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31 Mar 2011

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Creepy: Stalker’s Dream App Allows Tracking of Anyone’s Location

Added by Category: Daily Intelligence Brief, General


The creators of a new geo-location app called “Creepy” knew exactly what they were doing when they named the app, because, well, it’s a bit creepy. This new app aggregates GPS coordinates for any user, pointing out their most frequented hangouts on a map by tracking information embedded in Foursquare, Twitter, and Flickr. Yes, this is a stalker’s dream app. The easy-to-use app will allow you to type in any username and it will grab any and all location data it can find, from Foursquare check-ins, and even tweet locations. So, while it won’t tell you exactly where someone is in real-time, it will allow you to see where someone usually hangs out. So, for all you stalkers out there, you will still need to do some legwork, but this app will help you close the gap between yourself and the one you soo covet. Yes, kind of creepy.

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30 Mar 2011

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Going Local: Six New Apps for Tapping into Local Knowledge

Added by Category: Daily Intelligence Brief, General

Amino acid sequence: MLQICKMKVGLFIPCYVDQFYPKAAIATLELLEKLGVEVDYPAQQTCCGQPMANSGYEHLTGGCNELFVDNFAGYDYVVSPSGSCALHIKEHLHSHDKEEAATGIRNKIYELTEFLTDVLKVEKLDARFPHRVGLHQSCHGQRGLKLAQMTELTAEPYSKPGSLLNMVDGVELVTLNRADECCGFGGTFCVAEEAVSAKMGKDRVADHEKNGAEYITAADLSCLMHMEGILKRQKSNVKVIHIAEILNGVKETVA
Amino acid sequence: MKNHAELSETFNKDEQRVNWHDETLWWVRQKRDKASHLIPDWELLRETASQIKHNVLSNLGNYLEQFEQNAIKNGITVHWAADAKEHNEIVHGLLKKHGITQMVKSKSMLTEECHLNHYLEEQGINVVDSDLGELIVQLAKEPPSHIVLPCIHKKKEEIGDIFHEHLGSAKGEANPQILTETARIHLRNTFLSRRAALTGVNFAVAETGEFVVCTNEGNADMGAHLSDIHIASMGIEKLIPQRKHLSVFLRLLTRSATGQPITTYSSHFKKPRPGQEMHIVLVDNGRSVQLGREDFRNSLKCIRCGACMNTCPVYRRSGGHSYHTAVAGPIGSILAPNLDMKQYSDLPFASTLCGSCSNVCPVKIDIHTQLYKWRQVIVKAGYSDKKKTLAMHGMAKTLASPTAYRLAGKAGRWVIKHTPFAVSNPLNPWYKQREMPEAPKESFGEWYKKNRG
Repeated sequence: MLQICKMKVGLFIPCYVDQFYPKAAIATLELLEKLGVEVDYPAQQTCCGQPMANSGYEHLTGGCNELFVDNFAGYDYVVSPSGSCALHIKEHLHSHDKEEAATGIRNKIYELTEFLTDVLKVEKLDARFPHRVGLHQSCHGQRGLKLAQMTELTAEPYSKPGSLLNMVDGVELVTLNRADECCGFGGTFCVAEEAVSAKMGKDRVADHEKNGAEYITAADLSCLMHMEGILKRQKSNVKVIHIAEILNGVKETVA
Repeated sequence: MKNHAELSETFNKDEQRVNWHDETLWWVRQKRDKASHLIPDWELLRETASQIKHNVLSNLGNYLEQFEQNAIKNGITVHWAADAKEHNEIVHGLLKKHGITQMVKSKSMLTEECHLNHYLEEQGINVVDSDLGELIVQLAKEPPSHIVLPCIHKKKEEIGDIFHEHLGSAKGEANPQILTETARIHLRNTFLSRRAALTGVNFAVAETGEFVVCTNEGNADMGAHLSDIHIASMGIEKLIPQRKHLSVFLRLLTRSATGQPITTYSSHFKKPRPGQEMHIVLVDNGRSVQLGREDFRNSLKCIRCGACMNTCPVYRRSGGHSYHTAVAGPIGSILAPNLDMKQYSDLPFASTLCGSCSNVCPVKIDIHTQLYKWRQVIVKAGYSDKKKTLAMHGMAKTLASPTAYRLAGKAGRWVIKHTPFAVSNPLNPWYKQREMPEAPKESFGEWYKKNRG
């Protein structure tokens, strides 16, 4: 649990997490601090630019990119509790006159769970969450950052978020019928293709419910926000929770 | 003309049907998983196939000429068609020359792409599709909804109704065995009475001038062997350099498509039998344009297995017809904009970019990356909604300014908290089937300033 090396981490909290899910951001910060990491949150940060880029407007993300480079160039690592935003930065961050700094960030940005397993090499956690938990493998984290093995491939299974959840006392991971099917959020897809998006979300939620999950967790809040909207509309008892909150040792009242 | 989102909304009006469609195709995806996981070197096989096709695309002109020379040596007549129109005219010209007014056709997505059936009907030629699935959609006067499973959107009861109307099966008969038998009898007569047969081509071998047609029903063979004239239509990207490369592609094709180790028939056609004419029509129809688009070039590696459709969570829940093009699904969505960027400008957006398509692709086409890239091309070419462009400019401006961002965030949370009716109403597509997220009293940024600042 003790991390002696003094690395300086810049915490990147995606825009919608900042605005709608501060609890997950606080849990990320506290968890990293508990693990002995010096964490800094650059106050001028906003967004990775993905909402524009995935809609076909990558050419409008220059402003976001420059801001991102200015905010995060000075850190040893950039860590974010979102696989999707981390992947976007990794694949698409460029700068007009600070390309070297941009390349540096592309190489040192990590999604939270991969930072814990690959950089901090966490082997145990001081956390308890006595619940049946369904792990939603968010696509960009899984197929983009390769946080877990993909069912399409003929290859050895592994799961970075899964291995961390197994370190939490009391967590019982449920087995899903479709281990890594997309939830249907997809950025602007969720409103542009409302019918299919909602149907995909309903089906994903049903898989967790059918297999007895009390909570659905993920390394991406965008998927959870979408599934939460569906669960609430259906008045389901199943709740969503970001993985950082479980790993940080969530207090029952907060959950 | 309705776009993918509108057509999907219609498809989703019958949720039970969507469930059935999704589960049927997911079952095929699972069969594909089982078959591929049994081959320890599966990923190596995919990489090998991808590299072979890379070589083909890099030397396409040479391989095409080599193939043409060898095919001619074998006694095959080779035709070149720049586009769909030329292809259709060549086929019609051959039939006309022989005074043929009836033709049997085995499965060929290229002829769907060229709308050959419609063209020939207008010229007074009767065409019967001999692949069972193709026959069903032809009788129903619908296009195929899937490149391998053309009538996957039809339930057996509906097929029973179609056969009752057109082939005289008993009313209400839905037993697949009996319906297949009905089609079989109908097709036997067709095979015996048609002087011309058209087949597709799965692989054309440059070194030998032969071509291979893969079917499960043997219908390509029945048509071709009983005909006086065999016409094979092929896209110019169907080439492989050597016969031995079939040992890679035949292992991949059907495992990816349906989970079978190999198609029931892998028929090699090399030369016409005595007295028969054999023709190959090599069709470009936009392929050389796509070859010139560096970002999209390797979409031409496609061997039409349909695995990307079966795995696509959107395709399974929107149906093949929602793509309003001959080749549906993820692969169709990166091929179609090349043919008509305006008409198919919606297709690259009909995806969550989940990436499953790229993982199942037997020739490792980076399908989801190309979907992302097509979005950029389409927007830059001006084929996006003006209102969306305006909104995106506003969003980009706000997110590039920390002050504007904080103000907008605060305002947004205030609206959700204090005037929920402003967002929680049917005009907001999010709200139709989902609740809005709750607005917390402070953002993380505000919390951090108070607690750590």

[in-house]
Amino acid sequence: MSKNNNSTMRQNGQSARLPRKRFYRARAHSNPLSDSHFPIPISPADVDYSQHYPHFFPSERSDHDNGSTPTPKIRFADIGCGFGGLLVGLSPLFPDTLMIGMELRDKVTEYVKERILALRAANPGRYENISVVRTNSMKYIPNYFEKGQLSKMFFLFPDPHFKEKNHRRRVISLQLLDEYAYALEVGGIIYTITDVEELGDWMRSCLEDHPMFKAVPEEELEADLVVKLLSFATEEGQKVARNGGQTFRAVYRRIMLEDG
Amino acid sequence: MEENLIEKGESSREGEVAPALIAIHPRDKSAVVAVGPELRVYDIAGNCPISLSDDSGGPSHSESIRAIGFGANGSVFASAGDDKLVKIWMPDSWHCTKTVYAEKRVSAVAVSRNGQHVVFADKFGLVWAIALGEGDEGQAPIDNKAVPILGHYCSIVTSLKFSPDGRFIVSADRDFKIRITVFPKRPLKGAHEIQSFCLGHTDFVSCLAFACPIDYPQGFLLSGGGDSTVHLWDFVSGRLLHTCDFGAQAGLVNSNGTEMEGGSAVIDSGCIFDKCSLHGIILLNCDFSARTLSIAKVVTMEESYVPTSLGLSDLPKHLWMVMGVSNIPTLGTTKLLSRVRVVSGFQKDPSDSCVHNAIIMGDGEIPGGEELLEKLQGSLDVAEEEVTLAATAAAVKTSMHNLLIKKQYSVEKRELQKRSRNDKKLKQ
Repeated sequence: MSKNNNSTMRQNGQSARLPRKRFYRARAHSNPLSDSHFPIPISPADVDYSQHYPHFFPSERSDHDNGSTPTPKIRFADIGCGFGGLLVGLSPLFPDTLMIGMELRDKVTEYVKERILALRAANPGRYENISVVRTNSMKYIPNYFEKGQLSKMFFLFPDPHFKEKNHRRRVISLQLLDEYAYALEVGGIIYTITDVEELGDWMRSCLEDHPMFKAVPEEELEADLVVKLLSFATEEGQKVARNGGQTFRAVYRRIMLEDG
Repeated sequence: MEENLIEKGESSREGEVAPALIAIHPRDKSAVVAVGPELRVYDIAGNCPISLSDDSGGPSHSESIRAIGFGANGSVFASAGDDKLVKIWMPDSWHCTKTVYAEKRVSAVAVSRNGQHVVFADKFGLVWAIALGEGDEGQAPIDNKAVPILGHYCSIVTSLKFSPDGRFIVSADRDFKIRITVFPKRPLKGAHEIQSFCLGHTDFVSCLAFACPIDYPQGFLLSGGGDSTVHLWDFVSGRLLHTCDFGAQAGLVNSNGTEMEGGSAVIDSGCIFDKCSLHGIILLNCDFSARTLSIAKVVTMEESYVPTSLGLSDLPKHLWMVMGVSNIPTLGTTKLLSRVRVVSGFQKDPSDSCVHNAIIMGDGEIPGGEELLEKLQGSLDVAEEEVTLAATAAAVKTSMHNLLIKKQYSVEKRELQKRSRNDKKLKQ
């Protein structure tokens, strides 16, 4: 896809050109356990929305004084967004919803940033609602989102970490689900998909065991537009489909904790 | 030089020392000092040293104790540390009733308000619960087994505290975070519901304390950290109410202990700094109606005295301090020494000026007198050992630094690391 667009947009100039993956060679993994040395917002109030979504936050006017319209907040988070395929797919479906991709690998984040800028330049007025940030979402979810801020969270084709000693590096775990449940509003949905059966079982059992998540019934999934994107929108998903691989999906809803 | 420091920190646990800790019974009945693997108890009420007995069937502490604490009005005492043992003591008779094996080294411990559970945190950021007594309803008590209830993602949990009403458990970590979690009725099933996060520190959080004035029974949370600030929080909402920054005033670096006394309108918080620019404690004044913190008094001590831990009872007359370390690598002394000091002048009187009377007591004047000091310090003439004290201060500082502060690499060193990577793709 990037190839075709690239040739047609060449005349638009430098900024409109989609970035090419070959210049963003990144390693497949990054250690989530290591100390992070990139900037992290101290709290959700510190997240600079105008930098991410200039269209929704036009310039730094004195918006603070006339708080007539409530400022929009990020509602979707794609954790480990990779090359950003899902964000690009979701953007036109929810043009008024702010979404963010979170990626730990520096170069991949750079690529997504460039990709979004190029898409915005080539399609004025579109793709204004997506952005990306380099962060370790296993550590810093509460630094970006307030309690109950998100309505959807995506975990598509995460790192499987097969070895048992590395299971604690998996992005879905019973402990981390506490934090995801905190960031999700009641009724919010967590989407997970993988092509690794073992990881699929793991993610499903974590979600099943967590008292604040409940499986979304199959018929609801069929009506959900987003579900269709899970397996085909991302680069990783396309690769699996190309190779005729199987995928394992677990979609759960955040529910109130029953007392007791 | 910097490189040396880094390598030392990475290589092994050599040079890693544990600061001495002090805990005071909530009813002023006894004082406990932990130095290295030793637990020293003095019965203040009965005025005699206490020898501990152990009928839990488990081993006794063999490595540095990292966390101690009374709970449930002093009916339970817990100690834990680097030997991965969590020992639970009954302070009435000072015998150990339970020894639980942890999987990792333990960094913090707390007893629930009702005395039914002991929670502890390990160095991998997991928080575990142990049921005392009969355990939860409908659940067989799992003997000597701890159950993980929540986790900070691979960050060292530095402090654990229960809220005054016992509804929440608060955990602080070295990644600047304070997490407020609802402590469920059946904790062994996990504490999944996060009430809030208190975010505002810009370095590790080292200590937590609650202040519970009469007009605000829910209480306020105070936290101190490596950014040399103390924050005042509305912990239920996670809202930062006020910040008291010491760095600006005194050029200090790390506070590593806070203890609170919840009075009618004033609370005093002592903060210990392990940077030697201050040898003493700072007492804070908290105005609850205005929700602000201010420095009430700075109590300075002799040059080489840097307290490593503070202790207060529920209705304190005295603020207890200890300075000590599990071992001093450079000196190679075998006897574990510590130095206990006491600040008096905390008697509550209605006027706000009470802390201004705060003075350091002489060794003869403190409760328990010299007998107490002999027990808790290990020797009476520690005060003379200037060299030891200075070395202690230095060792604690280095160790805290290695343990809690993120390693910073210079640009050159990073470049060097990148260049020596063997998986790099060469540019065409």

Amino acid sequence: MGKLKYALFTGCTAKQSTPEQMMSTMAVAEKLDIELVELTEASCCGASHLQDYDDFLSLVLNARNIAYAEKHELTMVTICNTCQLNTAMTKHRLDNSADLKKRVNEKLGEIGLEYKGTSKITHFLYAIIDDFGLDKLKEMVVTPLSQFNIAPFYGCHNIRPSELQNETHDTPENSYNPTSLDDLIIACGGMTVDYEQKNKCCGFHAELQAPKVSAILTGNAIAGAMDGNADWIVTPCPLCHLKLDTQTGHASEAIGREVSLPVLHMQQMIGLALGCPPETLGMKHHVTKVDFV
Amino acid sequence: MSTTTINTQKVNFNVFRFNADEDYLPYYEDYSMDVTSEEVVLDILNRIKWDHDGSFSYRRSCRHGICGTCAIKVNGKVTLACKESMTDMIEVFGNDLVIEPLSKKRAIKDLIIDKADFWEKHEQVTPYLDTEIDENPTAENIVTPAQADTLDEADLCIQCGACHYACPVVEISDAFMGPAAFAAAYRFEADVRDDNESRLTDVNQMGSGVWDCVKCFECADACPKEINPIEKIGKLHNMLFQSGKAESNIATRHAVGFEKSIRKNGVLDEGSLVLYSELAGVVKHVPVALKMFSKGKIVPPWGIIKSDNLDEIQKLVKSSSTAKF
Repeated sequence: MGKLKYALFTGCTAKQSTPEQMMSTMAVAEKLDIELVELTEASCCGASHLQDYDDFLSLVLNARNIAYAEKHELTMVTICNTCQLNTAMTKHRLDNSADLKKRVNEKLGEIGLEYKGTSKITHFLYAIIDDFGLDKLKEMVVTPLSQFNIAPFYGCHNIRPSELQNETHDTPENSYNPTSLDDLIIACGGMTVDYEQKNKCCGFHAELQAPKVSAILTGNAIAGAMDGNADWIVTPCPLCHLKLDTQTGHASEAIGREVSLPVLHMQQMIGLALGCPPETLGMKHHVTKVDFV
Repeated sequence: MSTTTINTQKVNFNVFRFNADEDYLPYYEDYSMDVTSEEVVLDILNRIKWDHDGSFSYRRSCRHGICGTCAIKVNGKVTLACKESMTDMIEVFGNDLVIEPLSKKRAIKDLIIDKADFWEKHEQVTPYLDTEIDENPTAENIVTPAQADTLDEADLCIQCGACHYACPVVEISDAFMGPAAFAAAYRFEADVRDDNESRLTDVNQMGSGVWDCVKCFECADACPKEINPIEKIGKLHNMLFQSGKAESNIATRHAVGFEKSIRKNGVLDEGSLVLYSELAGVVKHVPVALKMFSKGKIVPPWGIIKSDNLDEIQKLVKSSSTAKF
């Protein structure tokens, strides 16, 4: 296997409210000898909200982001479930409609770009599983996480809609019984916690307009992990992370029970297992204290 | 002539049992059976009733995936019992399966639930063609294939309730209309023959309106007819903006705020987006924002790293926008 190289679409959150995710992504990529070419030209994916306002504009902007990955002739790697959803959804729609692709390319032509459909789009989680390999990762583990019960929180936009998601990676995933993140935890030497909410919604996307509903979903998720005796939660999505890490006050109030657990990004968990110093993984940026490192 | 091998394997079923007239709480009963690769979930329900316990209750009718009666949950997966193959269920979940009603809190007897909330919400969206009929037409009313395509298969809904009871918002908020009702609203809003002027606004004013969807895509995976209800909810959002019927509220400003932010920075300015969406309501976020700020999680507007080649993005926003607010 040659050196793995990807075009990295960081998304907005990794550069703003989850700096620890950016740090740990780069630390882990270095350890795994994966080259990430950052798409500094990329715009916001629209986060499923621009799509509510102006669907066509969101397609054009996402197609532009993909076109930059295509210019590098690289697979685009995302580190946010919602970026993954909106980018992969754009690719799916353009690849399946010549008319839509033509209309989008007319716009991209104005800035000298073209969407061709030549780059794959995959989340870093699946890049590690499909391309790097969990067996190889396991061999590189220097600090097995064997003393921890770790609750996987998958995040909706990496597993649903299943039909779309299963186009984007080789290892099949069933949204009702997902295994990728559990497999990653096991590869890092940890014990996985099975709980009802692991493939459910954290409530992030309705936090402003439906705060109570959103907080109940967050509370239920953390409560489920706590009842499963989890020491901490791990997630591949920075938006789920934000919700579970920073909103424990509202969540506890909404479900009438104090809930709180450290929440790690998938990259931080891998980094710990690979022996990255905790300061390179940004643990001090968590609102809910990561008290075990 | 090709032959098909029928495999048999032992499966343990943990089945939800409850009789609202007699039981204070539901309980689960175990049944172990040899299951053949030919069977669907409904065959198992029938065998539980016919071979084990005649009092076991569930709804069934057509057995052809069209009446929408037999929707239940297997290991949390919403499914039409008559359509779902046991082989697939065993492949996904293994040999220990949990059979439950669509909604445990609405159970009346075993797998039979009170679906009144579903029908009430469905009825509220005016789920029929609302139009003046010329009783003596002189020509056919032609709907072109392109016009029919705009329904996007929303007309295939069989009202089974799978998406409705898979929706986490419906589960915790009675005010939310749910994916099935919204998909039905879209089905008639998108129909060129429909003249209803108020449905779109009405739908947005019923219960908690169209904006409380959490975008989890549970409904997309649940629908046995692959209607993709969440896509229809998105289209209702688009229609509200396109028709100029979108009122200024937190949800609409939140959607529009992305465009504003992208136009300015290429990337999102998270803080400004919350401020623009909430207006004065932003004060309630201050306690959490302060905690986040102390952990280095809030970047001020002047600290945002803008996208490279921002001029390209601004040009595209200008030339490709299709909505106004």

Remember a few years back when we were first confronted with the big digital shift and it seemed that our information needs would be all about going “local”? Many believed that a world of micro news sites and blogs targeting very localized areas would pop up as many local newspapers began to take a plunge. This never really happened. Though something else captivated people: the rise of geo-location technology and apps. The fast ascension of companies like Foursquare, Gowalla and others have created a world of geo-location apps that offer Q&A services, meaning they answer pretty much any question you have about a localized area.

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29 Mar 2011

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DARPA and Zebra Imaging Breaking More 3D Boundaries Than James Cameron

Added by Category: Daily Intelligence Brief, General


It seems that the entertainment industry is always getting all the attention with regards to 3D technologies. Last year, with the success of the movie Avatar, it’s starting to feel like the 1950s again. And, with several 3D TVs debuting at CES this year, before you know it, you’ll be watching Dora The Explorer with your kids in 3D. But many outside of the GEOINT sector, do not realize that our industry is the one blazing a trail when it comes to 3D. For example, USGIF member company Zebra Technologies and DARPA are developing the Urban Photonic Sandtable Display (UPSD), which is a fully holographic battlefield planning table (no glasses required) that can be scaled up to 6 feet diagonally and allows visual depth of up to 12 inches. Be sure to check out more GEOINT 3D innovations in this post.

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28 Mar 2011

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Monday Morning News Kick Off: U-2 Spy Plane Still Flying High; Online Mapping Transforms Relief Efforts and Much More

Added by Category: Daily Intelligence Brief, General